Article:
In reality there seem to be many different root causes of gender dysphoria, including trauma, internalised homophobia, gender-atypical preferences and personality, and autogynephilia.1 In some cases, there is no obvious cause. This diversity of experiences should caution us against assuming that every case of gender dysphoria is the same and that therefore the same helps can always be applied.

The stories of detransitioners can be helpful in alerting us to the various factors that can be at play in an experience of gender dysphoria, but we mustn’t think they give us the answer for everyone.

Encourage caution when transitioning is considered

With all the important caveats given above in mind, the increasing number of stories emerging from detransitioners should be received as a caution against quick transitioning. Many people have been told that their internal feelings are a good and safe guide to their true identity, and that going through a long, complex and often invasive process to live in line with this sense of self will relieve their distress, only to find that transitioning doesn’t help them and that the narrative they were told actually masked a deeper problem which needed to be addressed.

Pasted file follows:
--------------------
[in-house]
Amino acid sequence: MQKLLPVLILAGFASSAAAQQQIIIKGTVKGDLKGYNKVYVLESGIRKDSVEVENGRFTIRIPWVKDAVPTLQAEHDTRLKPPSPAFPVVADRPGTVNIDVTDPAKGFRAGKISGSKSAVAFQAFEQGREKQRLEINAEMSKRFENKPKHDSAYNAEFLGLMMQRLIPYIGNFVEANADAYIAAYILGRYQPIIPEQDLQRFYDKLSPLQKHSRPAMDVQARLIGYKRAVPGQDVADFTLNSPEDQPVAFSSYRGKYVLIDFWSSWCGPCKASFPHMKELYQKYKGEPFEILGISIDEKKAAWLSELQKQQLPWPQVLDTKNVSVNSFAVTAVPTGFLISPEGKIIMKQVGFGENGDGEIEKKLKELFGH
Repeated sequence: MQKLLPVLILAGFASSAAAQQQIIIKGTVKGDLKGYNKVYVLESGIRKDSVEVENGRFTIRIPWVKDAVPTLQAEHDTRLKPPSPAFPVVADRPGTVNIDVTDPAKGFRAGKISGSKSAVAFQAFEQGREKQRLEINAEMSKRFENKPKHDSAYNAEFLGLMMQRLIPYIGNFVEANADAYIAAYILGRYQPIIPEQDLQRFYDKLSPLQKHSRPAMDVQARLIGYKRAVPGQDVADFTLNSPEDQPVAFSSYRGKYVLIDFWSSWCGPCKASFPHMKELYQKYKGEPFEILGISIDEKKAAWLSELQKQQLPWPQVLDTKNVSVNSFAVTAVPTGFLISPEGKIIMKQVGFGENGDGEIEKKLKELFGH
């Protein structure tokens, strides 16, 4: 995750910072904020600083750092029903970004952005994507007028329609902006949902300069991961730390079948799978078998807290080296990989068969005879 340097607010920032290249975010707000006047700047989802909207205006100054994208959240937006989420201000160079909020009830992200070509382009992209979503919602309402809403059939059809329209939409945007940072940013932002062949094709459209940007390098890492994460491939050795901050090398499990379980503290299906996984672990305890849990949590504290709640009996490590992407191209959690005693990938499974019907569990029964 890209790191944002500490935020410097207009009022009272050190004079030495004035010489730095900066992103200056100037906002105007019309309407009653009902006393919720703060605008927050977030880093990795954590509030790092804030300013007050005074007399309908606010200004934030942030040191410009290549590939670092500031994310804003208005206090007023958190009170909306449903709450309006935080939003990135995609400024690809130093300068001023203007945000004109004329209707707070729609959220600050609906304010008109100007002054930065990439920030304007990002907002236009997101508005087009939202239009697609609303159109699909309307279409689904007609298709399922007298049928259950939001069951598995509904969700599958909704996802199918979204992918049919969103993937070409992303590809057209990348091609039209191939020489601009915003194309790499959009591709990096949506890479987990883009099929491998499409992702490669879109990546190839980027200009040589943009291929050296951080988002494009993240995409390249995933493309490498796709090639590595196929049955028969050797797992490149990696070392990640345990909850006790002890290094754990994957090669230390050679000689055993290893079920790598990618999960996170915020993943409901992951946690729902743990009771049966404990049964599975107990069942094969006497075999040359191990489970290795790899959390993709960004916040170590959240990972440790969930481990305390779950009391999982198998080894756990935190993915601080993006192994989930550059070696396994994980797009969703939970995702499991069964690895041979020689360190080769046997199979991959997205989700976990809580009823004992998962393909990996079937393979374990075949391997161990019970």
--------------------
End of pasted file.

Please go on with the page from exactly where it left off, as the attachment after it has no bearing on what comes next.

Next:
Many of the detransition stories are also raising questions about the role of medical and psychiatric professionals in the support offered to those experiencing gender dysphoria. A common theme in the stories is that there was little serious assessment before a medical transition was approved and that the full effects of the various treatments offered were not openly explained. This theme is particularly prominent in the stories of those who began their transition during their teenage years and is the reason why there is growing pressure for a more thorough assessment of treatment options and processes being offered to children and teenagers. Used carefully and sensitively, the experiences of detransitioners are an important element in this ongoing conversation. We should pray that the courage of those currently sharing their stories means that in the future others will be spared the suffering they have experienced.

I believe there is a place for the stories of detransitioners in the cultural conversation about trans. Used carefully and sensitively, there may even be a place for them in the pastoring of people who are seriously considering transitioning. But we have a responsibility to handle these stories well and to use them fairly, motivated by a love for others and aimed at helping every person to find and experience the fullness of life offered to us by our Creator.

This article has been adapted from a blog originally posted on thinktheology.co.uk.

  1. Autogynephilia is an experience where a biological male find himself sexually attracted to the idea of himself as a female.